What Are Uterine Fibroids? Comedian Amber Ruffin Explains Her Experience

Amber Ruffin points and smiles on orange background

Photo by Mary Ellen Matthews/Peacock

Amber Ruffin didn’t know much about uterine fibroids…until she learned she had them. Here’s what she wants other women to know.

Amber Ruffin is a force to be reckoned with. A longtime writer for Late Night With Seth Meyers and the host of her own late-night program, The Amber Ruffin Show, Ruffin is hilarious, fearless, and brilliant. She’s also one of over 25 million women in the U.S. who have suffered from uterine fibroids.

In a personal essay, Ruffin relives her journey to a diagnosis in candid and hilarious detail. She explains how she dealt with the news that she had “two softball-sized fibroids” in her uterus, and explains why, with the help of our partners at Hologic, she’s decided to encourage other women to speak up if they’re experiencing symptoms.

I got my first period in the 10th grade. I remember thinking to myself, Something…has happened…in my pants. I thought I had peed myself, but when I went to the bathroom, I realized, Oh my God, this is it. I had finally been called up to the big leagues.

I had three older sisters, so I’d seen pads and tampons in the linen closet, but I wasn’t allowed to touch them. This was the moment I’d proudly be able to announce to my family, “Hey everybody, we’re out of PADS. And that is a PROBLEM. Because I need a PAD. For my PERIOD.”

At first, I had the type of period girls in tampon commercials have: Just a little whisper. That’s how it was my whole life — until about five years ago. My period started to get heavier and heavier, and I figured it was because I’d gained some weight. That seemed logical to me — I’d become a heavier person, so now I had a heavier period. The weight was all in my belly, and I thought, It’s a shame this isn’t going to my butt or thighs, where I would want it. But it turns out I wasn’t gaining weight from fat: I was gaining weight from fibroids.

One day I felt exhausted and decided to take a nap. Only I never nap, so something was clearly wrong. I had my period at the time, and was wearing a tampon and a pad, because my periods had gotten so heavy that I needed both. I woke up in a puddle: I had bled through both the tampon and the pad. That didn’t seem right, but I had so much work to do. So I just worked through it, as I always do.

It was the pain that finally forced me to go to see the doctor. I’ve never given birth, but this felt like having labor contractions. My doctor took a look under the hood and delivered the news: I had two softball-sized fibroids in my uterus.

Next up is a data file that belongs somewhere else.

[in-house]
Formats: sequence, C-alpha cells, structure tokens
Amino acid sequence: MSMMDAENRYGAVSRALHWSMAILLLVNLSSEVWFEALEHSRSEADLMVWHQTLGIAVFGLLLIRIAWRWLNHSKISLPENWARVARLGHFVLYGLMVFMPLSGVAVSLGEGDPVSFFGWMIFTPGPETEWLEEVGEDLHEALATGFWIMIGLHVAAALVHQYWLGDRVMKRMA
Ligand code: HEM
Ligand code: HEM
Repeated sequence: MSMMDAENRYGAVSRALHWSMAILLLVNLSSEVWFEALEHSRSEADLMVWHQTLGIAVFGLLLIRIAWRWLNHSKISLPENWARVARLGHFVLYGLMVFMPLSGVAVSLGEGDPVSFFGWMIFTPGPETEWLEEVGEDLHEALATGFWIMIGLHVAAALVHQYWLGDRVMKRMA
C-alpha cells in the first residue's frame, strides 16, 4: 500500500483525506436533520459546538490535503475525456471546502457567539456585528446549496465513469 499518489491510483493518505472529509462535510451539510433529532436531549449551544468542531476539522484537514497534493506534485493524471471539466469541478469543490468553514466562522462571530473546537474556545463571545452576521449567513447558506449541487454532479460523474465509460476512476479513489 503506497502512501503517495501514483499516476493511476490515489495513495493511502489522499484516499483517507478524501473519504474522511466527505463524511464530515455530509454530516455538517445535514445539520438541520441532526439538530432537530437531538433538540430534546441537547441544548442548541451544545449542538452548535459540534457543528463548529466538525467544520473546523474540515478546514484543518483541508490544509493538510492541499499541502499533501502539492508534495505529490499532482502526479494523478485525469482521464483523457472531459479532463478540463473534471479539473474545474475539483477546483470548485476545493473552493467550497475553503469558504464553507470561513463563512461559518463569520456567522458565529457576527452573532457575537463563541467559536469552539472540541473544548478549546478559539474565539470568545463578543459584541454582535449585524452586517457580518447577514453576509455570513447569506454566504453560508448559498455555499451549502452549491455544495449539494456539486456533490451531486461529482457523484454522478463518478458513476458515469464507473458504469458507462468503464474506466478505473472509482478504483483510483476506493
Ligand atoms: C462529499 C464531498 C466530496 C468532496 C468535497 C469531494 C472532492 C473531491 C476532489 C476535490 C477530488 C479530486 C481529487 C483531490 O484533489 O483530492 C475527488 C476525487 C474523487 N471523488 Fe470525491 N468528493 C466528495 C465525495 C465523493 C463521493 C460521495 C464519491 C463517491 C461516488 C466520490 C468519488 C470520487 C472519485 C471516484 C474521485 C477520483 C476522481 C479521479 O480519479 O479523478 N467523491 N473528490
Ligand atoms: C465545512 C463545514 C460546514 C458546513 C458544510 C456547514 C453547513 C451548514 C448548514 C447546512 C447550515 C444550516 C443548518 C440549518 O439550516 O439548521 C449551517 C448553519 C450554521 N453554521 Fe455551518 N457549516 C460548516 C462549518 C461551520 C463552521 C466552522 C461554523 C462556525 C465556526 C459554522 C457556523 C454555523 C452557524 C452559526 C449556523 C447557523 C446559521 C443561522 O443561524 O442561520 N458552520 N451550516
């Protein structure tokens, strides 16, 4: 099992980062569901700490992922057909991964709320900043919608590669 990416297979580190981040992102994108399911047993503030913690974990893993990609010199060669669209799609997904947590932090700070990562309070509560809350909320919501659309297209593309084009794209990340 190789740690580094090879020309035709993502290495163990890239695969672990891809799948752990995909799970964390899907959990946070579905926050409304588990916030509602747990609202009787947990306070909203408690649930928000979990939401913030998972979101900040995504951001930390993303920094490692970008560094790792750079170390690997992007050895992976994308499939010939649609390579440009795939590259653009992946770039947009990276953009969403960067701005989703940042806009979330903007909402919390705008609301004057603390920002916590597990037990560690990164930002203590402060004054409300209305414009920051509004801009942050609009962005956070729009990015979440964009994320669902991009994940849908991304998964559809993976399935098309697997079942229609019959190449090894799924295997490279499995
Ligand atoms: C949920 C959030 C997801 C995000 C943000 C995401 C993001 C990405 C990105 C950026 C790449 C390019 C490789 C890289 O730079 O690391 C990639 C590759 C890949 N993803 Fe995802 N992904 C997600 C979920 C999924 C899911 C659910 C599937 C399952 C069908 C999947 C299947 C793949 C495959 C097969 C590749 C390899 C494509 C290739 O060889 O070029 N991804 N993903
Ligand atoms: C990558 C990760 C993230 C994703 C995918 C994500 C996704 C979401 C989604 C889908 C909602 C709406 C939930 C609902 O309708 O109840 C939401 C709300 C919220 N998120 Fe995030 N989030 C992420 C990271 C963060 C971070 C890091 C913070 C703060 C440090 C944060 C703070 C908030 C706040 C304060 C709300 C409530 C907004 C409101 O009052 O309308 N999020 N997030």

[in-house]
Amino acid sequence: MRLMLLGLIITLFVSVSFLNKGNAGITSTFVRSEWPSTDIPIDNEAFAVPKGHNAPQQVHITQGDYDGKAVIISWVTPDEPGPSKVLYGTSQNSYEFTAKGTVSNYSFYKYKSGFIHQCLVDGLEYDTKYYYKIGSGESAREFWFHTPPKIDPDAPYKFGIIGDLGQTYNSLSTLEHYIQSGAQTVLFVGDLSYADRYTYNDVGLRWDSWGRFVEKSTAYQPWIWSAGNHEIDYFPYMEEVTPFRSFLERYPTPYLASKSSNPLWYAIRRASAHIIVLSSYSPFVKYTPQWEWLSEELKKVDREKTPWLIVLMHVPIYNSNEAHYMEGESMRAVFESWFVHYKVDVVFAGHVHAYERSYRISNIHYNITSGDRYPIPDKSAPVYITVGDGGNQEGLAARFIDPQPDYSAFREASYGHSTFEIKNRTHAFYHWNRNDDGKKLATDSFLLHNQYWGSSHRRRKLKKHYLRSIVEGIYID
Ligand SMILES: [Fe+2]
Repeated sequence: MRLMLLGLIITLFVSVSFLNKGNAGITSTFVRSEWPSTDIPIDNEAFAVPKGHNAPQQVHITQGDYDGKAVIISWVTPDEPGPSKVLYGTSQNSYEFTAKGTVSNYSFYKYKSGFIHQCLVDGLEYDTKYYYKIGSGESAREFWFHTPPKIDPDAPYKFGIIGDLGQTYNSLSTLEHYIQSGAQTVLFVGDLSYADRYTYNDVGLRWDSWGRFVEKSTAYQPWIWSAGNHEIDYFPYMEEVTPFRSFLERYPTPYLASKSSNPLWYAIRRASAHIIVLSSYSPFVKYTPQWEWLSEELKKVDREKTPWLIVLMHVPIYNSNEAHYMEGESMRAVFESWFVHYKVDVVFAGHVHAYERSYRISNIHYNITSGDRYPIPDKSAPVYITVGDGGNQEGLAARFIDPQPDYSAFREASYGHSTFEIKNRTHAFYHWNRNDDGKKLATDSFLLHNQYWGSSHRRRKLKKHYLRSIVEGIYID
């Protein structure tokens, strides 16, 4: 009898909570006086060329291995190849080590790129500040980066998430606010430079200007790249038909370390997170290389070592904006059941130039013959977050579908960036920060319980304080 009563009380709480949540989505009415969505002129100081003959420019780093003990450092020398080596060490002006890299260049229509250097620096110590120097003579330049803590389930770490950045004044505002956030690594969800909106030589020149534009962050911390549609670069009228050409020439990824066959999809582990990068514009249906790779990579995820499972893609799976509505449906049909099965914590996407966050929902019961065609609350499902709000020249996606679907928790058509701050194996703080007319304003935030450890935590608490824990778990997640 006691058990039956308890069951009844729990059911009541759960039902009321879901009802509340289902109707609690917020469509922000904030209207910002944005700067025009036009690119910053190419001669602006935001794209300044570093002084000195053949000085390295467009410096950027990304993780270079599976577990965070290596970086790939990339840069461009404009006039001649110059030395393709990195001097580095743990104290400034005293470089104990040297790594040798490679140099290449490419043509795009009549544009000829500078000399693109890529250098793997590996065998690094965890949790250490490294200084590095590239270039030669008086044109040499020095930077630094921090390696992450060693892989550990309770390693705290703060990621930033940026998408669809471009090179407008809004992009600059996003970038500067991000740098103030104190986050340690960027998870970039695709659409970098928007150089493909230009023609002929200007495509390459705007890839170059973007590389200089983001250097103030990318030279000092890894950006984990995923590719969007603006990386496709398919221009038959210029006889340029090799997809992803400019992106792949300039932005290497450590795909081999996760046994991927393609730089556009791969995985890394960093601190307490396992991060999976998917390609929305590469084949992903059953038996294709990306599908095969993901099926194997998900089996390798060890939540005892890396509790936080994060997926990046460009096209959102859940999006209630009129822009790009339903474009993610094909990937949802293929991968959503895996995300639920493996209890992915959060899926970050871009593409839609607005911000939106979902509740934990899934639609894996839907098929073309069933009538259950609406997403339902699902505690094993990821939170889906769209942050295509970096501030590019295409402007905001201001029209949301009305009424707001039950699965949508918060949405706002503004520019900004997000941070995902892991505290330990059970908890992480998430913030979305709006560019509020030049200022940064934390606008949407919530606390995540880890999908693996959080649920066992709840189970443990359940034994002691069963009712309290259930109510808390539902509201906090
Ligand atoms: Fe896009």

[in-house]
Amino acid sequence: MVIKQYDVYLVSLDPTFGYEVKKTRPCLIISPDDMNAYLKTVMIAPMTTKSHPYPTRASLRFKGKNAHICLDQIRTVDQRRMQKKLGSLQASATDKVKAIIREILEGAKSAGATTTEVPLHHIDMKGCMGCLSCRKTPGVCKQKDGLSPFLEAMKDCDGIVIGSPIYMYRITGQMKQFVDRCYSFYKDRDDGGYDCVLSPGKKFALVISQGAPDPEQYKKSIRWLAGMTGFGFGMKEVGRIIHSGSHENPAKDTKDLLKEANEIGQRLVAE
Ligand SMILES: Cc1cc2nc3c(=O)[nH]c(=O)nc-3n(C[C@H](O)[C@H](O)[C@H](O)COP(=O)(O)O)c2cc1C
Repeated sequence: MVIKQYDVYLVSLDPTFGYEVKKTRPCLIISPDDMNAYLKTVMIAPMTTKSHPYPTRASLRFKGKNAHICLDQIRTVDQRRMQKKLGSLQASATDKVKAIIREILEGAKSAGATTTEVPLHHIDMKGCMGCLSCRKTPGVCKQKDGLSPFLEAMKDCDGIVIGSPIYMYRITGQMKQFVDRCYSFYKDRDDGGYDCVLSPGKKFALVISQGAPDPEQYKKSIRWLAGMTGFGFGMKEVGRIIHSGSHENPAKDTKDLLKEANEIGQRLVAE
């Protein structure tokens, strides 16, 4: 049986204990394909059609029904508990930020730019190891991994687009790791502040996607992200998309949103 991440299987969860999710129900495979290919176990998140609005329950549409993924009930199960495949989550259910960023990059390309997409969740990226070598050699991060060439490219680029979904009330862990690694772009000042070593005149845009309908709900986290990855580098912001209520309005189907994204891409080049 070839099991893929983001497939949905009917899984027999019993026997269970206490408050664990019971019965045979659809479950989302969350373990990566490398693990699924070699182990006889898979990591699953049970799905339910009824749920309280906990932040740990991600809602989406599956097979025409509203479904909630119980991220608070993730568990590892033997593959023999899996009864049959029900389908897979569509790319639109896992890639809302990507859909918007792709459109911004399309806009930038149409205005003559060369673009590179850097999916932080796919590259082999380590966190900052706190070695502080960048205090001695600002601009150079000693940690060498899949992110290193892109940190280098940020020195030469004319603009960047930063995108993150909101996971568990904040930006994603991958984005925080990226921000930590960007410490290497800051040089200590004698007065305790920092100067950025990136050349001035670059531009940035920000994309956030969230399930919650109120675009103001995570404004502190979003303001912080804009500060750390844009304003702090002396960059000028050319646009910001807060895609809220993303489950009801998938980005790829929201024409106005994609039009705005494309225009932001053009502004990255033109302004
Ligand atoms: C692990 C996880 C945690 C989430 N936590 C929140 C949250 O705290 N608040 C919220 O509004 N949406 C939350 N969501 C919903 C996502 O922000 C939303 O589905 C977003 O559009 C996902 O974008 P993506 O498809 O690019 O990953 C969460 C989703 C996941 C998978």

I immediately decided I should get a hysterectomy, since I’m not planning to have kids. I had actually asked my gynecologist for one before, and she said, “Amber, you can’t just get a hysterectomy for no reason.” But now that I was chock full of fibroids, the tables had turned. “So, can I get a hysterectomy now?,” I asked. It was probably the first time my gynecologist was able to deliver that information as good news.

Fibroids are more common in Black women, but I didn’t think I personally knew anyone who had them until I started telling people about mine. All of a sudden, women started coming out of the woodwork — friends, close family members — telling me they had fibroids too. None of these women had told anyone, but if I get a mosquito bite, I’ll complain about it for weeks. How dare they go through all this pain without talking about it?

I don’t know if it was shame that kept them from talking, (I haven’t felt shame in years) but I think it’s more likely that they didn’t want to disgust people. Talking about periods seems crass, maybe. But to me, when you’re dealing with that level of pain, not talking about what you’re experiencing seems pretty crazy.

I was lucky that I didn’t want kids, because I waited so long to see the doctor, and my fibroids were so big, children probably wouldn’t have been an option anyway. In the end, my entire uterus was removed. But it should never have to come to that point.

When my period started to get heavier and lasted much longer, I should have felt empowered to say, “This is bad and something’s wrong.” But women don’t always think that period pain warrants going to the doctor. Especially Black women, who have to face the fear that the doctor will tell them they’re imagining it. So we wait and wait until things become unbearable.

If your doctor dismisses your pain, find a new doctor. Do whatever you have to to get the care you deserve. Black women, I suggest bringing your meanest white lady friend to the doctor with you as your advocate. Write down questions first and bring that list with you. If the doctor stops paying attention halfway through the list, that’s a bad doctor, because a good one will patiently work with you to figure out what’s wrong.

Listen ladies: You’re old enough to have a period, which means you’ve probably picked up a lot of life skills along the way. You know what’s normal for you, and what’s not. A period shouldn’t be so painful that you call in sick to work or stay in bed for days. Trust your instincts — and don’t wait until it’s too late.

If you’re experiencing symptoms that are out of the ordinary, like heavy periods, pelvic pain, or spotting, reach out to your doctor. If you’ve got uterine fibroids, there are several minimally invasive treatment options that can help. The Acessa procedure works by delivering controlled heat directly into the fibroid causing it to shrink over time. The MyoSure procedure works by getting rid of unwanted tissue, such as fibroids and polyps, without having to remove the uterus, preserving your option for having children in the future. To learn more, check out Hologic’s KnowYourU page to see which treatment option might be right for you.